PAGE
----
That's also the case at other programs. "This becomes a life-changing experience," says Nancy Miller, associate director of the competitive summer-school program at Choate Rosemary Hall, a prep school in Wallingford, Conn., which offers a program similar to Exeter's. "It's one thing to be the cream of the crop, but it's another thing for a student ... to say 'I really can compete at a very selective level.' "
Indeed, the competition to get into these programs can be intense. At Phillips Andover Academy in Massachusetts, applicants for the five-week "Math and Science for Minority Students" (MS 2) must interview with a recruiter and take a 45-minute math test.
"Of 197 applications, 37 were admitted" this past summer, says Dr. J. Peter Watt, interim director of MS2. The Andover program is a three-summer commitment aimed at giving rigorous preparation to low-income minority students who attend public school and are interested in math and science careers.
Yara Perez, who lives in Spanish Harlem in New York, just finished her third summer there.
At first, the soon-to-be senior says, "It was so horrible. We had to wake up really early for our morning meeting at 7:15 a.m." Classes ran for five hours each day. After dinner, she attended a two-hour study hall and often stayed up past midnight working.
But the end result was rewarding. "When I came back, I was ahead of other students. I learned how to manage my time," she says, adding that she wants to attend the University of Pennsylvania. About 97 percent of MS2 grads go on to college, Mr. Watt says, often to Ivy Leagues and as math or science majors.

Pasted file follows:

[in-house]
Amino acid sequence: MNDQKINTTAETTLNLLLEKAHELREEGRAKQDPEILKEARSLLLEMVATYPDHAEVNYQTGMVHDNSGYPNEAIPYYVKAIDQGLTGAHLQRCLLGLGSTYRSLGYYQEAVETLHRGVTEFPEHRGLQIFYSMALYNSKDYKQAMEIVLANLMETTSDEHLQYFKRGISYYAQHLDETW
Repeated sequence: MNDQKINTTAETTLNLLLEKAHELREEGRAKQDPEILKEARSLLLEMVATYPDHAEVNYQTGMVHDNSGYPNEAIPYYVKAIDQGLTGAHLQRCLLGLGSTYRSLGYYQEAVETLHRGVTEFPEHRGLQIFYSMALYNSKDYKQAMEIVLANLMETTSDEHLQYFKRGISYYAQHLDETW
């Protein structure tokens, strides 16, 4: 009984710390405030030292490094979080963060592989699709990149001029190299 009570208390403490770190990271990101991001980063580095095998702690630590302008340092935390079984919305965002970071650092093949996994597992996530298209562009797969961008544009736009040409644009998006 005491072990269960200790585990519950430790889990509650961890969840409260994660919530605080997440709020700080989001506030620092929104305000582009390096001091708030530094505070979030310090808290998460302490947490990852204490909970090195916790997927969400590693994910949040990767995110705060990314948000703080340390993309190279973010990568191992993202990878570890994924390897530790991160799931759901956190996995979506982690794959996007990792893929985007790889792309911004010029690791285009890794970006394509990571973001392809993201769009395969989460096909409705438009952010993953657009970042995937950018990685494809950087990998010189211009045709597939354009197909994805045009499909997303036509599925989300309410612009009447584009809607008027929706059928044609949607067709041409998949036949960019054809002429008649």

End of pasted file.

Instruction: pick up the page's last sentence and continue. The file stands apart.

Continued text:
As much as the students gain ground academically, they also learn about finding common ground with people whose taste in everything from food to music to clothing can be dramatically different.
"They say, 'OK, I'm living with a girl from Turkey and a girl from the Dominican Republic, [but] we all love Britney Spears.' There's a commonality of teenage experience," says Ms. Miller of Choate.
For Jaime Werito, a native American from Tsaile, Ariz., who is attending Exeter, it meant bridging differences with his African-American roommate from New York's Queens neighborhood. "It was very awkward at first," he says. "but eventually we turned out to be friends."
Though Jaime lives on an Indian reservation, many students at summer prep-school programs come from inner cities. The Memphis Partners and Memphis Rotary Club in Tennessee, for instance, send more than 50 students in the area to Eastern schools each year, says Ethan Porter of Memphis Partners Inc.
"When they first get into the idea of it, they are somewhat scared," Mr. Porter says. "A lot have never left the state. They're used to spending summers working or goofing off. But ... they come back realizing that they were able to compete with people from all over."
Nobody knows that better than Alysia Hunt of Memphis, who just graduated from Earlham College in Indiana.
An honor student, Hunt found her 1994 Exeter experience drastically different from her school, where often, she says, "they teach you to [repeat] what they teach." She adds, "I was glad to get more diversity. My high school was more than 90 percent black."
She was shy about speaking up in class, but says attending classes that were discussion-based "helped me start mulling it over in my mind.... It gave me better preparation for college."
(c) Copyright 2000. The Christian Science Publishing Society